For centuries in western science there was no place for eastern methodologies, as particle physics was the normal school of thought. This vantage point set modern practitioners on a dead end path only to rediscover what ancient masters once knew as common knowledge.
Now with modern western science, we are uncovering new breakthroughs that can only be explained as a new renaissance of growth due to the adjustment of these core principles that once set researchers back.
Quantum Physics And Biophysics
“Quantum mechanics is this great theory that explains the world in almost its entirety as far as we know,” Maurer said. “It explains how atoms hold together and what drives chemical reactions, which can explain biology and how cells work. In some sense, quantum mechanics is the most fundamental theory of the world we have now.”
Quantum mechanics also contains some of science’s most counterintuitive principles, like superposition and quantum tunneling. Over the years, engineers like Maurer have discovered ways to apply those principles to the development of industry-transforming technology.
Atomic clocks, which can accurately keep time within 100ms over 15 billion years, are considered an early form of quantum sensing. Since their creation, they have become the backbone of several sophisticated technologies, like GPS and modern satellite communication. In much the same way that atomic clocks transformed time measurement, engineers like Maurer hope to transform the measurement of many other phenomena.
A diamond in the rough
One application Maurer has pursued since his postdoctoral years is the study of temperature in cells. Quantum systems are extremely sensitive to temperature changes. Quantum computers, for example, need to be stored at near absolute zero to function, requiring refrigerators the size of a person. That sensitivity, a hindrance in quantum computing, can provide highly detailed information when applied to sensing.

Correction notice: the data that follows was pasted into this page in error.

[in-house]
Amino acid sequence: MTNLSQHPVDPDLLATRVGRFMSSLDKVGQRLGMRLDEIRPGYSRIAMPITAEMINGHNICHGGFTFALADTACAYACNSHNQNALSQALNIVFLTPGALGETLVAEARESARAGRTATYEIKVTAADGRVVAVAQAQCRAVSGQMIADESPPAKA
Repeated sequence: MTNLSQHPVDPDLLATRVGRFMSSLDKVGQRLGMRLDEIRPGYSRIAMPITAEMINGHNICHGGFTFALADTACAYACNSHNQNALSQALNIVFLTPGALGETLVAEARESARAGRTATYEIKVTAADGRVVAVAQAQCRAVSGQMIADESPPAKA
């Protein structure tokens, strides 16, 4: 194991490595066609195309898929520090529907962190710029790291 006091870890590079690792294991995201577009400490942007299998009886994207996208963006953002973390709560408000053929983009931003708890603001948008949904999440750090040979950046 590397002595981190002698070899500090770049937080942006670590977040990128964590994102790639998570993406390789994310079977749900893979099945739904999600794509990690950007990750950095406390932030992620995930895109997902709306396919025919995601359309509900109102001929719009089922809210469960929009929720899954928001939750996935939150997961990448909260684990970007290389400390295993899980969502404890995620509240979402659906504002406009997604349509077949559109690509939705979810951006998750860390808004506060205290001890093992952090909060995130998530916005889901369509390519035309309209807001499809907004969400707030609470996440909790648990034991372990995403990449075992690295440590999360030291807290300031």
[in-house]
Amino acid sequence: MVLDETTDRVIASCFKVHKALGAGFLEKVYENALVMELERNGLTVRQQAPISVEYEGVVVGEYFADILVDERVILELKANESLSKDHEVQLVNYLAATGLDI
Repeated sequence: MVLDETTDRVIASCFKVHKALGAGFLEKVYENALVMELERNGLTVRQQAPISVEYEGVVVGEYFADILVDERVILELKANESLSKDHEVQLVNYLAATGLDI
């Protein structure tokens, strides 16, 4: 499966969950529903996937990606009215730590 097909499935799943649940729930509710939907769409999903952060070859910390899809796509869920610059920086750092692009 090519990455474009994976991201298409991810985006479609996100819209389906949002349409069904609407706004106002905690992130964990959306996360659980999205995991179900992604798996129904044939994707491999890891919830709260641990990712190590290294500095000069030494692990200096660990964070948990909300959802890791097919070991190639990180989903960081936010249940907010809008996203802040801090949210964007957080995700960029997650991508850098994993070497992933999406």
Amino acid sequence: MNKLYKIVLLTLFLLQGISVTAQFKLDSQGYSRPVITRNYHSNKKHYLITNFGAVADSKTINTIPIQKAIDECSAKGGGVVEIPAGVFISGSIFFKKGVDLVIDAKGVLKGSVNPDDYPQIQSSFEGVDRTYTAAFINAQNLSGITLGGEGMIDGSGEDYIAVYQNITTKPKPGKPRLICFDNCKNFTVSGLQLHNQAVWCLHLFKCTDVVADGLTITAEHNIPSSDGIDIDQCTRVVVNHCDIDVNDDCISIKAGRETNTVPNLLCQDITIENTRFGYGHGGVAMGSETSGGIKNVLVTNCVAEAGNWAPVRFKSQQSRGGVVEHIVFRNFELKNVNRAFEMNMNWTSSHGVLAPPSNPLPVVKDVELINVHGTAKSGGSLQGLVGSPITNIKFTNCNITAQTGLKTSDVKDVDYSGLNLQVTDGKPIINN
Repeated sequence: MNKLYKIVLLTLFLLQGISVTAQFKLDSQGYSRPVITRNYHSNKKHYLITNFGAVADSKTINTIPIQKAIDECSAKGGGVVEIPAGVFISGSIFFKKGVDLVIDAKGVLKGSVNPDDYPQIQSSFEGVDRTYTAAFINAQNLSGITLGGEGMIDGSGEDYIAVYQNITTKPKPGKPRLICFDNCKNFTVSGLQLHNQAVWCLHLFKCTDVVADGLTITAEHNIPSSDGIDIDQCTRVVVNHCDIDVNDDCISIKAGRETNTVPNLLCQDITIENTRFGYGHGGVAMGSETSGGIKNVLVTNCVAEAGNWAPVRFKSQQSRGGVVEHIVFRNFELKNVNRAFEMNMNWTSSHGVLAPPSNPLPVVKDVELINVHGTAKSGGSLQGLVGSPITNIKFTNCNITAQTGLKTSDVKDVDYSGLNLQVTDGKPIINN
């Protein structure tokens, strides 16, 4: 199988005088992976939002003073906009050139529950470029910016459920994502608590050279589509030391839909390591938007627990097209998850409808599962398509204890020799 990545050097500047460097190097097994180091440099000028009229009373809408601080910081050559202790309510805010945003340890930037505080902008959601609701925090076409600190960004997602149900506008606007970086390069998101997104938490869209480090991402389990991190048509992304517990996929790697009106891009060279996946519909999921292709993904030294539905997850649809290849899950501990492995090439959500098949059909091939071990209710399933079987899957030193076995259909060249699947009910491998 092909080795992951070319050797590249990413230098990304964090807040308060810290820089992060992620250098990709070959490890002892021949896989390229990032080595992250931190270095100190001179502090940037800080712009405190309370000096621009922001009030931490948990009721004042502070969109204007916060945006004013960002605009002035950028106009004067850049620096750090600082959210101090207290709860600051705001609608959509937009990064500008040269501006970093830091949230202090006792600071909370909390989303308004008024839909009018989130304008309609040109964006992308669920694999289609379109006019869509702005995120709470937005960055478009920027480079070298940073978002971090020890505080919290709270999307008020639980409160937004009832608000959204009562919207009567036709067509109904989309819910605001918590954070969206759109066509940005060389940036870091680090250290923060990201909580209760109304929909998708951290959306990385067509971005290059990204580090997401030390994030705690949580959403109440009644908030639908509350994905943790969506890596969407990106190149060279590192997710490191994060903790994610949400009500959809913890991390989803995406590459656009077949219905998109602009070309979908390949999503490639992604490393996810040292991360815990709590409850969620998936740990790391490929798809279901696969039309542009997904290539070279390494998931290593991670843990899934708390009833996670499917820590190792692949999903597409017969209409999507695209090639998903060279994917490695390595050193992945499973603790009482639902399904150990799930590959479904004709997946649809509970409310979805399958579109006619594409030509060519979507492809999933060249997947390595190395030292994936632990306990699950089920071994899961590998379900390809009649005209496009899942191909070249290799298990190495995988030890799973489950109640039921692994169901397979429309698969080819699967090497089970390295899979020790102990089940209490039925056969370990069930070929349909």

Working from that understanding, Maurer has developed sensors that are small enough to be inserted into living biology. To do this, he uses lab-grown diamonds designed with a specific flaw in their center: what’s called a nitrogen-vacancy (NV) center. This flaw, because of its structure, has a quantum property called spin. Researchers can use electromagnetic radiation to change the spin inside of the diamond, like moving a compass needle with a magnet. Pairing that with other tools, researchers can sense various forces, such as magnetic and electrical fields, pressure, and temperature.
The advantage of Maurer’s approach is that he can “feed” one of these nanosensors to a living cell through a process called endocytosis. Once inside the cell, Maurer’s sensor can monitor temperature without disrupting the cell’s normal functions, warm parts, and measure the response.
Understanding temperature in cells is crucial because many chemical reactions are triggered by heat, and on occasion, those reactions can lead to undesirable results like denatured or misfolded proteins.
A leap for sensing
Currently, Maurer is working with David Pincus, assistant professor in the Department of Molecular Genetics and Cell Biology at the University of Chicago, as part of the National Science Foundation’s Quantum Leap Challenge Institute for Quantum Sensing for Biophysics and Bioengineering (QuBBE). Together, they’re investigating heat shock response, which is the body’s mechanism for sifting out misfolded proteins. Their research could potentially unlock new methods for addressing protein misfolding and lead to new tests or treatments for neurodegenerative disease. For Maurer, it’s the opportunity to apply his work in quantum engineering to an issue affecting many.
“Quantum sensors are particularly appealing because they allow us to probe molecular and biological processes that we wouldn’t be able to access with conventional technologies,” Maurer said. “By this, we can learn something about the inner workings of human health, and that’s something that our society can draw very direct benefit from quantum technology. It’s the ability to use this technology to do something meaningful.”Read More.
In addition to quantum detection technology in biophysics, quantum physics is being used to unlock more foundational information about biological reactions.
Quantum physics is now being applied to attempt to explain some of the activities in cells that can affect DNA.
Ultimately, there are several other areas of science in which quantum physics is being applied to advance our understanding. As we continue to apply these principles we must also apply holistic awareness concepts in order to elevate consciousness. Otherwise we may still encounter hinderances that may prevent us from reaching our desired growth.
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